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SOUP: Teaching Job Skills and Building Community, One Cooking Class at a Time

Friday, May 2, 2014

A drizzle falls as a group heads outside from the kitchen at the Buddy Eller Center, part of the Ford Street Project in Ukiah. No one seems to notice the rain as they grab tools and gather around a compost pile they have been building. “You need to make sure the center of the pile gets plenty of oxygen,” says Carolyn Brown, who took over as garden manager on May 1. “Otherwise it turns blue and slimy, and does not break down in ways that benefit the plants.”  After a quick compost demo in which kitchen scraps are added to the pile, the group disperses to do some weeding. A few participants joke around but are quickly brought back in focus by a fellow classmate: “If you can’t talk and work at the same time…” he doesn’t have a chance to finish before one of the jokesters says cheerfully, “Then just work?” Everyone laughs as he picks up a shovel and digs in.

The group is taking part in a series of classes sponsored by SOUP, a grant-funded project through North Coast Opportunities–Community Action in partnership with the Ford Street Project. There are three core classes: Food Safety, Knife Skills, and Kitchen Operations. After a participant has taken the three core classes, he or she can pursue an elective track: Garden Basics, Healthy Meals, and Food Preservation, each of which includes three classes. They are offered on a continuum so that if a participant starts in the middle of a series, he or she can take any missed classes once the next round starts.

SOUP and Food Prep Project Coordinator April Cunningham developed the curriculum and teaches most of the classes herself. Free to residents, the program comprises people from the Ford Street Project, which offers rehabilitation services, and Annie’s House, which provides transitional housing. “Working with the Ford Street population and providing classes about making healthy choices and growing food has been amazing. These are great people making positive changes in their lives, so infusing nutrition into that path is a natural fit,” says Cunningham. She adds with a smile, “We make some really fabulous food, too.”

After nearly two hours of learning about composting and weeding, everyone is still engaged as they transition to a cooking demonstration about the power of broccoli. Participants are eager to learn and ask many thoughtful questions about the subject at hand, many of which are answered by classmates. The group has amassed an impressive knowledge bank, with students rapidly responding to questions about how to tell if something has saturated fat, how to emulsify oils, and how many grams of fiber are recommended per day. As they sample a broccoli salad with cranberries and sunflower seeds, the group launches into a lively debate about whether or not broccoli can be juiced. “Let’s try it next week!” Cunningham enthusiastically suggests.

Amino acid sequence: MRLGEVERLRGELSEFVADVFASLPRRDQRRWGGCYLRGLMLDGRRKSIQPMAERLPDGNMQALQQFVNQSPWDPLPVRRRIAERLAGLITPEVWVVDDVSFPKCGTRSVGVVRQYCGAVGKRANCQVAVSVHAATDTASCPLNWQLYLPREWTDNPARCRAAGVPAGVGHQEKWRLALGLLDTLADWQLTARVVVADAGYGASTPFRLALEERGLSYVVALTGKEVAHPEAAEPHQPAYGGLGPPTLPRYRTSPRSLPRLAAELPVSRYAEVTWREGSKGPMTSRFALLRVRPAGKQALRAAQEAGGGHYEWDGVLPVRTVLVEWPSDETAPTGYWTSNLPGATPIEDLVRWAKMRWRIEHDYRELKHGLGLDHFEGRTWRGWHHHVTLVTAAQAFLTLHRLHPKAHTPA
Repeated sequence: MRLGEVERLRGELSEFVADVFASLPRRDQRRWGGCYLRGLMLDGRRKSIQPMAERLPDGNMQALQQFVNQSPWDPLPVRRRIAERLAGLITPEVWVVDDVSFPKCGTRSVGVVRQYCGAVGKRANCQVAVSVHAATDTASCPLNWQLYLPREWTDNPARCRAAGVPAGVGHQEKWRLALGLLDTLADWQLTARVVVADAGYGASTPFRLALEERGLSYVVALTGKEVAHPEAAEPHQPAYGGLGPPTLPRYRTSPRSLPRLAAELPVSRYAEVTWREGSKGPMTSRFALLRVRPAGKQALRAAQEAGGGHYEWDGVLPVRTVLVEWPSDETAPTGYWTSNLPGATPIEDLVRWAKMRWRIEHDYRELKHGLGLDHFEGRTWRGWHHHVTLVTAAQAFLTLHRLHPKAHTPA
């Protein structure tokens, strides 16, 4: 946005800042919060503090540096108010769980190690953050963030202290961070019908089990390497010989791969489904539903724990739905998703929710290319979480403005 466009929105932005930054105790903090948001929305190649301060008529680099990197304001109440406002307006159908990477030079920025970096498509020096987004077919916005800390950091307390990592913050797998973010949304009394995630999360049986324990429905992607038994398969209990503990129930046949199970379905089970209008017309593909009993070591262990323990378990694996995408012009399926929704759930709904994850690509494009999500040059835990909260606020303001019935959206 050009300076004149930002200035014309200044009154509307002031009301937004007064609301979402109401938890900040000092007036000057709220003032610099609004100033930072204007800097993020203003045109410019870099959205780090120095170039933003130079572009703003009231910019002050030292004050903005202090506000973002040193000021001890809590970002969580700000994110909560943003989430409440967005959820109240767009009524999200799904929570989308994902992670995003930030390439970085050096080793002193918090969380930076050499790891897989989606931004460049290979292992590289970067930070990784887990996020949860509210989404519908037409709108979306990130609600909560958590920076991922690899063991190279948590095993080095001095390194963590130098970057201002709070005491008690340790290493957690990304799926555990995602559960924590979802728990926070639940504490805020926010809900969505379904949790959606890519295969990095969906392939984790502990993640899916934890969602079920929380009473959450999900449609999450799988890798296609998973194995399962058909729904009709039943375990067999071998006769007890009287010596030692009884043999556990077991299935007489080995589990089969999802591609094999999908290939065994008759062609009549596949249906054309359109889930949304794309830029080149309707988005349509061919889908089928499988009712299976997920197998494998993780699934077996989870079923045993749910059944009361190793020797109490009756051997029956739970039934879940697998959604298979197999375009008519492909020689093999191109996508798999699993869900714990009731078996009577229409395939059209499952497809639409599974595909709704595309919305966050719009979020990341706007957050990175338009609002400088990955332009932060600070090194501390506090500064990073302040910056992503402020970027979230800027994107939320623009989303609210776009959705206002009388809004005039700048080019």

SOUP is funded by a one-year grant that ends in June, but the Food Prep project is perfectly poised to take over where SOUP leaves off. The Food Prep project is designed to teach the participants more job skills by creating prepared foods from vegetables, many of which they plan to grow in the new on-site garden. Cunningham and the team are currently trying catering on for size, with help from Ford Street Kitchen Manager Mario Pulido, who relates to the participants and is excited about how many people are getting involved. “I never thought I’d be a manager, but here I am,” he says. “I want to show them that if I can do it, they can too. If they learn the skills and enjoy the work, they can succeed in the kitchen.”

Their first catered event was a memorial service on April 11 in honor of a former resident. Since then, the Food Prep team has catered five events to encouraging acclaim, and has four more scheduled.

Participants in the program are open and honest; they support and encourage one another, creating community among what is traditionally a transient population. Many admit to being former drug addicts without breaking eye contact. “This program gave me something positive and constructive to do as I was trying to get back on my feet,” says Cindy, a graduate of the program who has continued to attend classes and assists with catering events. “It has helped me heal in so many ways.” There’s no shame for participants in a program that’s designed to teach them valuable skills that could translate into paying work. In fact, it already is.

Lawrence Ortiz was washing dishes at the Buddy Eller Center one day when he overheard one of the classes; he asked for and was given permission to join in. Since completing the series, Ortiz has earned his food handler certificate and recently started a part-time job as a prep cook at Applebee’s. He will enroll in Mendocino College’s culinary program in the fall. “I went from being a roofer to a cook,” says Ortiz. “It’s pretty incredible.”

Mike is another success story. Since completing the program, he’s gotten a job in a grocery produce department. One day he pointed out that they shouldn’t put certain fruits together because they’d ripen faster, something he learned in the program. Impressed by his knowledge, the produce manager quickly offered him more hours. Mike is now working toward getting his own place, and credits the SOUP classes with much of his current success. “It seriously improved my life,” he says.

It’s common for graduates to return to socialize and help with events, and Cunningham hopes the program will grow with their help. “Even once they’ve graduated and moved on, they’re always welcome back,” says Cunningham. “And they do come back.”

For more information about the project or the catering business, contact April Cunningham at or 467-3212.